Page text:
Sep. 2, 1944: Nazis destroy Hortiatis and massacre 149 villagers

On 2 September 1944, the village of Chortiatis was destroyed by Nazi occupiers causing grief throughout all of Greece, and especially the neighboring areas of Macedonia, especially Thessaloniki. The tragic account: 149 people were burnt alive or executed. 51 residents were under 18 years of age. Of these 128 were women and children

On the morning of September 2, 1944, an ELAS detachment(guerilla group affiliated with the communist party )platoon led by Vaios Rikoudis, which was under the company commanded by Antonis Kazakos (Captain Florias), attacked two cars heading to the village of Hortiatis at Kamara. A car belonging to the Thessaloniki Water Authority was hit first and a German car following behind shortly thereafter.

After these two insurgent attacks, the inhabitants of Chortiatis sought Kazakos’ advice as to whether they should leave the village, fearing retaliation by the Germans, but he reassured them, that they had nothing to fear. So the majority of the people who were then in the village stayed in their homes (mostly women and children, since most of the men had left early to go to work). Then the guerrillas fled to Livadi and Petrokerassa, taking the prisoners with them.

Shortly thereafter, about twenty trucks arrived at Chortiatis with German soldiers and men from Fritz Schubert’s Anti- Guerrilla Force (also known as “schuberites”, that is, collaborator Greeks who killed on behalf of the Nazis) and surrounded the village. After gathering the locals they found, in the central square of the village, they began to plunder and set fire to the houses.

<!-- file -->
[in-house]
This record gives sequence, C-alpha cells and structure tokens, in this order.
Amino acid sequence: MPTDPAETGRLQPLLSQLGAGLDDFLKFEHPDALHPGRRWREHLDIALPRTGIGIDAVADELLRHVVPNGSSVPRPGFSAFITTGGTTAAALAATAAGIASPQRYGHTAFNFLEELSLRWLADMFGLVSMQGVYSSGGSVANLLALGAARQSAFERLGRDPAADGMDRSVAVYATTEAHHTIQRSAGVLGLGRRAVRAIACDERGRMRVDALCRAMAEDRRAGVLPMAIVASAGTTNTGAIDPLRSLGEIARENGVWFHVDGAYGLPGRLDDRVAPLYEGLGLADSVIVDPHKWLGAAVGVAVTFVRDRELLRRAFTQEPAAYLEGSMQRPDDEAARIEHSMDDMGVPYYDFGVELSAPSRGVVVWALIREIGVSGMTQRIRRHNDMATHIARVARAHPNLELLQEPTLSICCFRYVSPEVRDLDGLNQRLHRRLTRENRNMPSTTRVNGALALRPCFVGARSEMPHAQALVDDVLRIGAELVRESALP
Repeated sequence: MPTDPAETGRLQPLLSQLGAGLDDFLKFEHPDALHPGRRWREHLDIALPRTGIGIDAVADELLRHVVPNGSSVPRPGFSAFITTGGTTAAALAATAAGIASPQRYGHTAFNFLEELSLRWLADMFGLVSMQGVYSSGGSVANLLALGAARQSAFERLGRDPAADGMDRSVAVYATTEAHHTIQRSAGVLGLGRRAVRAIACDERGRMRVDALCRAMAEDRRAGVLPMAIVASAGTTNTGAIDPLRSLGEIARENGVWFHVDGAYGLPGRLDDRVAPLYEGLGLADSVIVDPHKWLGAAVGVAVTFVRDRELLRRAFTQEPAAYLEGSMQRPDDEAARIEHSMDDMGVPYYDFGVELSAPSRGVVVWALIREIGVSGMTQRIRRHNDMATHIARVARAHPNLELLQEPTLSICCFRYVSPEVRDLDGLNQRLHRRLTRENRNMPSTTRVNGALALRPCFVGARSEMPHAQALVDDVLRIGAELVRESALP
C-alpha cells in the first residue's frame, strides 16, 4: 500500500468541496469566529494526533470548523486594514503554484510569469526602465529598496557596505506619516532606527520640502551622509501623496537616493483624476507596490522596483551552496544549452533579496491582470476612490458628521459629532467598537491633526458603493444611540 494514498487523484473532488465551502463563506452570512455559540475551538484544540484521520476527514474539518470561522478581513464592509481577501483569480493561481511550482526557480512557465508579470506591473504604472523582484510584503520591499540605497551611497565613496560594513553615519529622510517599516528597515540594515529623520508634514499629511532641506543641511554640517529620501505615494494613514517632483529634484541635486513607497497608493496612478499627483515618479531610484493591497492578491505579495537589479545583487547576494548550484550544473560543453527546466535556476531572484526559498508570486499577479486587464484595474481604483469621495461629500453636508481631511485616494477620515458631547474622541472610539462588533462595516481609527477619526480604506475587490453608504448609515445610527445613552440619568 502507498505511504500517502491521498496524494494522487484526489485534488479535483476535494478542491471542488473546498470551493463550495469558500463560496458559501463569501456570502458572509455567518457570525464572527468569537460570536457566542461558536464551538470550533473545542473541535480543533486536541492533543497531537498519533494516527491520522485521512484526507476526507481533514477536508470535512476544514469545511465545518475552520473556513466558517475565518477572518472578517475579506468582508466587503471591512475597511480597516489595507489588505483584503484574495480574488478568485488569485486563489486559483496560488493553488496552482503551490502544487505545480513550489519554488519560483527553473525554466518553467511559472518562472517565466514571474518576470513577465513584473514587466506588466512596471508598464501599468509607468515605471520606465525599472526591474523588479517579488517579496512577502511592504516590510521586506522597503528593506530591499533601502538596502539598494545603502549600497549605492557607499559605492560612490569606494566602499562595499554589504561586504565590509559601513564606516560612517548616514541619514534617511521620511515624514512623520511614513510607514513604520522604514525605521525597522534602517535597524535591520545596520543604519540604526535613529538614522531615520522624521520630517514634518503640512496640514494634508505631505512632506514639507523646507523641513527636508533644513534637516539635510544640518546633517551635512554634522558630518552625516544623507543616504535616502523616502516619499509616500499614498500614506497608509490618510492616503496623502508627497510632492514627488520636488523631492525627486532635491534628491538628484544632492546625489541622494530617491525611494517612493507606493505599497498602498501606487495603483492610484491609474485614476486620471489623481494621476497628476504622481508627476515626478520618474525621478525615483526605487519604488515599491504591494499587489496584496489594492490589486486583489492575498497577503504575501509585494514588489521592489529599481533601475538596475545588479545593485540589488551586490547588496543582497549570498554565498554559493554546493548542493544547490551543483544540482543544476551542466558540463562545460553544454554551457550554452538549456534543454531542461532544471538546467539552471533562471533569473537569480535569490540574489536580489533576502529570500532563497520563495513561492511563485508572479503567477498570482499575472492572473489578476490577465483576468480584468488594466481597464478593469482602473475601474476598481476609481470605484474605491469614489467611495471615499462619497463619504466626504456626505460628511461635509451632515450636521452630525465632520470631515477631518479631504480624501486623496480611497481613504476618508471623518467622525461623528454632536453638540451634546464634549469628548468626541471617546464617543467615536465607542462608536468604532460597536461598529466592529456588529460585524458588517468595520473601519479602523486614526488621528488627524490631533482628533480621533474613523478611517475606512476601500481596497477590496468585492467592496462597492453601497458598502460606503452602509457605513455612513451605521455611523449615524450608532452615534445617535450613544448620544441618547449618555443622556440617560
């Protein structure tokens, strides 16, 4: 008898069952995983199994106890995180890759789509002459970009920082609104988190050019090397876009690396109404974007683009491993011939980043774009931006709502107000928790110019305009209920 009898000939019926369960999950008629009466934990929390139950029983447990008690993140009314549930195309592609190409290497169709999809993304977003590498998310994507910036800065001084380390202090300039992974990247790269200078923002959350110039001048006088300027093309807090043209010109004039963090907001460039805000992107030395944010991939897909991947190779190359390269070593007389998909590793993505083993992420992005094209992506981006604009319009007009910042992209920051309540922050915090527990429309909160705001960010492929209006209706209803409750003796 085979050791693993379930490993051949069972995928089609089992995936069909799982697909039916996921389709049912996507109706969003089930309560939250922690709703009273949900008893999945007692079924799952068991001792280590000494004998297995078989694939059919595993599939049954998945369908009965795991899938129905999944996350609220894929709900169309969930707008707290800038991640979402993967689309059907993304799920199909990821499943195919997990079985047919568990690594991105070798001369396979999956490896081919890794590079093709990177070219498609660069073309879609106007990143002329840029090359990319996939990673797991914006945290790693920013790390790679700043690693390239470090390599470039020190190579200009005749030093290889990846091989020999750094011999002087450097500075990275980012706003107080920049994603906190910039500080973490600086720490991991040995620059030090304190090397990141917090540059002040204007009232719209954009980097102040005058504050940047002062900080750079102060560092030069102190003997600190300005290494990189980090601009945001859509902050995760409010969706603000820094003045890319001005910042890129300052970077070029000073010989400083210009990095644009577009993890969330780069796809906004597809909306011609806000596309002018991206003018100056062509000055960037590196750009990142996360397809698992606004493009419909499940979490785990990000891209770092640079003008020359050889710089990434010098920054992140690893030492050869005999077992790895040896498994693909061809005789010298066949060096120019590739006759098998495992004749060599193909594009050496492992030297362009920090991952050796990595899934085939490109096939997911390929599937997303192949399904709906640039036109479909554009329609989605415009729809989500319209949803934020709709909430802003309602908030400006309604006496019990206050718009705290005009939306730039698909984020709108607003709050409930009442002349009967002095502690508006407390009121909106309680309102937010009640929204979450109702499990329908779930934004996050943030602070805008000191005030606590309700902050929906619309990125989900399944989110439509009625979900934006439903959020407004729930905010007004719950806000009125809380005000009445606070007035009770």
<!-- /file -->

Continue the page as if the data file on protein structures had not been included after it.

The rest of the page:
They then led the residents who were in locked in Stefanos Gouramanis’s bakery. While transporting them to the Gourqamanis’ bakery, one of Schubert’s men played a festive tune on the violin. After they were locked in the bakery, Schubert’s men set up a machine gun and began firing at them from a small door window. Then they set fire to burn alive those who had not been killed by the machine gunfire. Those trapped who attempted to escape the burning building were stabbed by soldiers waiting outside. Only two people were able to escape from the bakery.

Apart from the residents who were murdered in the two aforementioned parts of the village, others were murdered outside their homes and eleven were pursued and executed outside the village while trying to escape. Chortiatis’ female residents also fell victim to rape before being murdered by Schubert’s men. A total of 149 Chortiatis residents were killed that day, including 109 women and girls, and about 300 homes were burned. Fearing that the Germans would return but also flinching at the smell of burnt corpses left unburied, the residents who managed to survive did not return to the village until several days later. On September 4, Schubert’s men returned to complete the pillage of the houses they had begun two days earlier. Representatives of the Red Cross learned of Chortiatis’ slaughter on September 5 and managed to obtain permission to enter the village only on September 7.

Eleni Gouramanis-Nanakoudis was one of the few survivors of the massacre, literally escaping through the flames. Petros Tsagalis, who was then 8 years old, also managed to survive the slaughter: “… I left the bakery before they were fired upon it and set on fire … On the street I met Eleni, it was as if they had plunged her into a cauldron of blood and it was dripping all over her. She was dripping with blood! … “. They also rescued 44-year-old Maria Angelinoudis, 12-year-old Vasiliki Gouramanis, 2-year-old Soula Angelinoudis, 4-year-old Iris Zekka, and the three  Romoudis brothers.